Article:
Duluth’s 1902 Public Library

This Month's Grand Old Building

The Duluth Public Library under construction in 1901. (Image: Duluth Public Library)

Work began on July 4, 1901, when ground was broken for construction by the firm of Pearson and Fawcett, whose bid of $72,000—almost $1.9 million today—had secured them the building contract. The cornerstone included a time capsule containing a copy of Central High’s 1901 Zenith yearbook, a photo of Carnegie, and—perhaps because of Carnegie’s Scottish ancestry—a list of Duluth’s members of the Clan Stewart. Construction lasted a year.

The Duluth Public Library shortly after it opened in 1902. (Image: Duluth Public Library)

The result was a two-story building in the Neo-Classical style faced entirely of brownstone quarried at Flag River, Wisconsin. Its Second Street façade includes a grand entrance supported by Ionic columns, and the pediment above the entry is inscribed simply “Duluth Public Library.” Its most striking feature is the low circular dome that caps the building. It contains an oculus—essentially a window at its center—which brings in light from above.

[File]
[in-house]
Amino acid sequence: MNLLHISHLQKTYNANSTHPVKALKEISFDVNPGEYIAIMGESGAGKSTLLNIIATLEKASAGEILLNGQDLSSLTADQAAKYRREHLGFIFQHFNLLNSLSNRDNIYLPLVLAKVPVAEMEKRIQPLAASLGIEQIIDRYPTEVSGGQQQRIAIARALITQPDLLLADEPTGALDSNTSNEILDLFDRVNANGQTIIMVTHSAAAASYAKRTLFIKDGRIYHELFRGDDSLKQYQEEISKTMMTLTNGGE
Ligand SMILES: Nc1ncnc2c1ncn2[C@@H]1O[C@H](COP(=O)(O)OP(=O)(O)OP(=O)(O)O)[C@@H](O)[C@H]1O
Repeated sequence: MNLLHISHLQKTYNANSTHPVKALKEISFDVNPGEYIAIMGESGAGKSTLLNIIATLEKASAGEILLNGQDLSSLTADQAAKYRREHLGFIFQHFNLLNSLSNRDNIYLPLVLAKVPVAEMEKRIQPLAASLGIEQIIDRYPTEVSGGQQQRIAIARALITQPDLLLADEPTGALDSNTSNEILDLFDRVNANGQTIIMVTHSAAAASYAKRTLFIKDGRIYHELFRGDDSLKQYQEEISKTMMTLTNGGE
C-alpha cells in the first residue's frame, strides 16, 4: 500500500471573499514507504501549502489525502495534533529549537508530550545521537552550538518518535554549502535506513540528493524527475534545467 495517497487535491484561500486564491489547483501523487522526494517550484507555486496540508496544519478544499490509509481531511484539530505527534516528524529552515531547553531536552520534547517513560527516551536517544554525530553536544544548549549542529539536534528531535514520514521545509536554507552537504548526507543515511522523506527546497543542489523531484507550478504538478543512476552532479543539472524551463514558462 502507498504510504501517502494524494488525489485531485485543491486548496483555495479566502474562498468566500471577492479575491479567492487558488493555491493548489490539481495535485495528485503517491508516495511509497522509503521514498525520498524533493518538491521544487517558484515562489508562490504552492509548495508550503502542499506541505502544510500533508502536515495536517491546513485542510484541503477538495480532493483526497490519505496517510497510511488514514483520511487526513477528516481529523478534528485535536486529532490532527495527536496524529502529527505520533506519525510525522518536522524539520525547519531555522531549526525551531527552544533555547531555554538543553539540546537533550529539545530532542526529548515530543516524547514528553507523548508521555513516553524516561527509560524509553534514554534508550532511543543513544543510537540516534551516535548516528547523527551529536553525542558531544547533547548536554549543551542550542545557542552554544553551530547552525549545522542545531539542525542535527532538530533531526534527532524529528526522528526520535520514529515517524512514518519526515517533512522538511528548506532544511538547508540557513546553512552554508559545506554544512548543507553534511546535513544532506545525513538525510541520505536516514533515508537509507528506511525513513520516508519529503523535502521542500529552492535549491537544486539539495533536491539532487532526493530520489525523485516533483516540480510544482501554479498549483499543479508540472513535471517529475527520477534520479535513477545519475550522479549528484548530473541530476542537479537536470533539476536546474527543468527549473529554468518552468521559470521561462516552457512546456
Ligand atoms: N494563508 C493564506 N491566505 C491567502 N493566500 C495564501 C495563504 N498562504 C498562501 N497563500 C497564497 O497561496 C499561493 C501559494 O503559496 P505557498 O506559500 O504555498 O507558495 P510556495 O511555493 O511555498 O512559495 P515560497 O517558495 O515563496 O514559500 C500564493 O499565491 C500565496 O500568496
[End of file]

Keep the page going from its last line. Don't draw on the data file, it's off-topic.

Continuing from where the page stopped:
Taken from the center of the rotunda, this photograph shows the stairway to the conference room, the only room on the building’s second floor. (Image: Duluth Public Library)

Because of its setting on Duluth’s Hillside, the main entrance actually opens to the building’s basement, which contains the boiler room, restrooms, and other utilitarian facilities. To access to the first floor patrons ascend a white marble staircase with bronze filligre handrails. When the library opened, the octagonal space directly under the dome—measuring 32 feet across—was the location of the circulation desk and card catalog. On the outside rim of the rotunda ionic columns—made of concrete but finished to resemble green marble—framed entries to a Reference, Reading Room, Children’s Reading Room, Newspaper Room, Fiction Room, Librarian’s office, and the stacks. The only room on the second floor was originally the board room.